Roy turned his chair as the door opened and he nodded curtly at Barney Fuller as the other man stepped into the office. The sheriff straightened some loose papers on his desk and asked, “You gonna press charges after all?”
Barney pulled a cigar from his vest pocket. His eyes briefly narrowed as smoke wafted in the air and he sniffed against the acrid odor of burning tobacco. Tucking his thumbs into his pockets, he studied the defiant young man sitting in the cell. Finally, Barney shook his head as he took the cigar from his lips.
“I figure showing his face in town for the next few weeks will be harder than spending a night or two in your jail.” Barney took a drag on the cigar then tapped it, letting ash gently drift to the unswept floor.
Barney reached into his pocket and withdrew a money clip. “Let him out of the cell, sheriff.”
Adam took a few tentative steps beyond the cell door and stood, eyes downcast, as if he were a schoolboy called to the front of the class for a paddling. The whispering sound of bills rubbing together caught Adam’s ear and he raised his head, unsure whether to take the offered money.
“Go on,” said Barney, arm extended. “It’s a quarter of what you would have earned if you’d delivered the cattle on time, per our contract. I figure you did do your best, given the circumstances, and your men deserve to be paid.”
Adam looked to Roy, then took the money at the sheriff’s nod.
“Respect is earned, not given, Adam,” said Barney. “Remember that. I have a great deal of respect and affection for your pa. You’ve still got to prove yourself.”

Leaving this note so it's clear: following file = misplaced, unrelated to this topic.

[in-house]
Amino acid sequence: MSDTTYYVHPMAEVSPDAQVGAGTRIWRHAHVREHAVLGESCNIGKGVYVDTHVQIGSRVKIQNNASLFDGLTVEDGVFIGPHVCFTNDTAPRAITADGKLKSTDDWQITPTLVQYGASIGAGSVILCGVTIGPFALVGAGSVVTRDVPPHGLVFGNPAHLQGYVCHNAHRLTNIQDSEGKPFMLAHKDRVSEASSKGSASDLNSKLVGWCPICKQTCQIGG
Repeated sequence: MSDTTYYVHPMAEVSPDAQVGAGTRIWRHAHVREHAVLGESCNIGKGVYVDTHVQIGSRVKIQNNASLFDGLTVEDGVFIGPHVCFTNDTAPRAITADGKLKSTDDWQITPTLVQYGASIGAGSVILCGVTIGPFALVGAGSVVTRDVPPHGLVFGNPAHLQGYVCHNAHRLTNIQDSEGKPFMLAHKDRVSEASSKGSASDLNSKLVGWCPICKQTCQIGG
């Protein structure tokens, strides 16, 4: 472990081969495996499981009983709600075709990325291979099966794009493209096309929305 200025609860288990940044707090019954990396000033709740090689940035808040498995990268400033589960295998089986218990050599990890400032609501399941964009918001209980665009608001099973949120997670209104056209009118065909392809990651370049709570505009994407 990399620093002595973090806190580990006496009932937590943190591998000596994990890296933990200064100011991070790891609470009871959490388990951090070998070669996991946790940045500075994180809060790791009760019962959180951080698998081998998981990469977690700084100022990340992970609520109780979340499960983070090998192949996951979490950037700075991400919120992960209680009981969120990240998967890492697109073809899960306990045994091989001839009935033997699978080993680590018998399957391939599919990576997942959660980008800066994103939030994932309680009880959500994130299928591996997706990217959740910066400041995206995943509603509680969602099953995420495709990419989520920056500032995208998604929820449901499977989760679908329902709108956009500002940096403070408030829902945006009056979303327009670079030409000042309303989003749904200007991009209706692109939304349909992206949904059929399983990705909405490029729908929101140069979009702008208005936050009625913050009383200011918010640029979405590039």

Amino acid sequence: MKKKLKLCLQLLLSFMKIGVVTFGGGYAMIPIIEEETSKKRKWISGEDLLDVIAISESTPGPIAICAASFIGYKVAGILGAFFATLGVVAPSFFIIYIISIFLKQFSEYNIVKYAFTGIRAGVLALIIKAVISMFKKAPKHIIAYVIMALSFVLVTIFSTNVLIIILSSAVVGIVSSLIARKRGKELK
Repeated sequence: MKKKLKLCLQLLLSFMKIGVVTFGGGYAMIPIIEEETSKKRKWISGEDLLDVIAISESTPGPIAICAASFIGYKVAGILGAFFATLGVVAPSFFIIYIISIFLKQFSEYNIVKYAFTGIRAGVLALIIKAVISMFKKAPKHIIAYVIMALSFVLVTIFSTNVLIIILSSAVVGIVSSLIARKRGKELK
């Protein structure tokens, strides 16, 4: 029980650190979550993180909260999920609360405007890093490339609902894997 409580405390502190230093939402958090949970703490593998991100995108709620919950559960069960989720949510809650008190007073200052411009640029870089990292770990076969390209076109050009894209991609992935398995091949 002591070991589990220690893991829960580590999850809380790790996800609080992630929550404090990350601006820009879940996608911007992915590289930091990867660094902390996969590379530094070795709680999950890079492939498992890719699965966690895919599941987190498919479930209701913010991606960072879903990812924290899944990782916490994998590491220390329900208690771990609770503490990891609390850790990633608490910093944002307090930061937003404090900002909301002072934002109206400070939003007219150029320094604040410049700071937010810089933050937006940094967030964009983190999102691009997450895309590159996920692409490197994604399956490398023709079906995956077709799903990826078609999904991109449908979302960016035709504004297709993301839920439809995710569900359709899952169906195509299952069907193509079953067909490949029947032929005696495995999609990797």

Barney extended his hand and Adam took it, giving the older man a firm handshake.
On his way out, Barney paused in the doorway and looked back, saying, “Until next time, Adam.” Pointing at the younger man with his cigar, he said, “In the meantime, you might want to put a steak on that.”
Roy noted how Adam fidgeted with the money between his fingers. “Put it away and let’s go over to the International House. I could use a good cup of coffee and I’m sure the kitchen will be more than happy to let your supper sit on your eye for ten or fifteen minutes.”
One corner of Adam’s mouth quirked up in a smile as he followed the sheriff to the door. “I suppose Pa will tan my hide when he hears the gossip.”
The sheriff draped a fatherly arm around Adam’s shoulders and said, “Show him you’re a man, son—a man folks hereabout respect.”
Written for the 2017 Ponderosa Paddlewheel Poker Tournament.
The words/phrases dealt to me were:
Over a cup of coffee